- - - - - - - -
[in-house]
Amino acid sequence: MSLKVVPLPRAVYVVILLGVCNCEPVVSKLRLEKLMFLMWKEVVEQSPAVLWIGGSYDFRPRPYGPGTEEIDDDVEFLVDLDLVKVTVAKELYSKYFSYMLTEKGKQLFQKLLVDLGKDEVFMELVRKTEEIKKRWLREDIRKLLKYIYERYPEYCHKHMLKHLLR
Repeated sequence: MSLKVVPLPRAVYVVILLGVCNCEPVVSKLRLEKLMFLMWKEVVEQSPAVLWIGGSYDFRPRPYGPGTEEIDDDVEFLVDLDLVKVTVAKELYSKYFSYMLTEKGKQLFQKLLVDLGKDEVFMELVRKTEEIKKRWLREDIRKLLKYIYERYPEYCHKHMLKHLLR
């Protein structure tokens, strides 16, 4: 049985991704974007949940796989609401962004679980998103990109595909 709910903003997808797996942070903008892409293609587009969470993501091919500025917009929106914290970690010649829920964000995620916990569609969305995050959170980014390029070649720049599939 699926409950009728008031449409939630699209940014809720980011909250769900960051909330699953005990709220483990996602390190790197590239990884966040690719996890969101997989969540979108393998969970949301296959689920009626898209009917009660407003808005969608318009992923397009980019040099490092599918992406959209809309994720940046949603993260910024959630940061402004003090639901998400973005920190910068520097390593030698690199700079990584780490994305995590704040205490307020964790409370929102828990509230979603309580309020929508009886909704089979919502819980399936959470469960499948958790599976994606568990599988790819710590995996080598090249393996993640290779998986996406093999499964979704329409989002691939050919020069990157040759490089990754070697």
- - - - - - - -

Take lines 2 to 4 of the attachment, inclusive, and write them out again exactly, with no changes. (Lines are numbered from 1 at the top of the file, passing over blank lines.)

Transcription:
Amino acid sequence: MSLKVVPLPRAVYVVILLGVCNCEPVVSKLRLEKLMFLMWKEVVEQSPAVLWIGGSYDFRPRPYGPGTEEIDDDVEFLVDLDLVKVTVAKELYSKYFSYMLTEKGKQLFQKLLVDLGKDEVFMELVRKTEEIKKRWLREDIRKLLKYIYERYPEYCHKHMLKHLLR
Repeated sequence: MSLKVVPLPRAVYVVILLGVCNCEPVVSKLRLEKLMFLMWKEVVEQSPAVLWIGGSYDFRPRPYGPGTEEIDDDVEFLVDLDLVKVTVAKELYSKYFSYMLTEKGKQLFQKLLVDLGKDEVFMELVRKTEEIKKRWLREDIRKLLKYIYERYPEYCHKHMLKHLLR
């Protein structure tokens, strides 16, 4: 049985991704974007949940796989609401962004679980998103990109595909 709910903003997808797996942070903008892409293609587009969470993501091919500025917009929106914290970690010649829920964000995620916990569609969305995050959170980014390029070649720049599939 699926409950009728008031449409939630699209940014809720980011909250769900960051909330699953005990709220483990996602390190790197590239990884966040690719996890969101997989969540979108393998969970949301296959689920009626898209009917009660407003808005969608318009992923397009980019040099490092599918992406959209809309994720940046949603993260910024959630940061402004003090639901998400973005920190910068520097390593030698690199700079990584780490994305995590704040205490307020964790409370929102828990509230979603309580309020929508009886909704089979919502819980399936959470469960499948958790599976994606568990599988790819710590995996080598090249393996993640290779998986996406093999499964979704329409989002691939050919020069990157040759490089990754070697």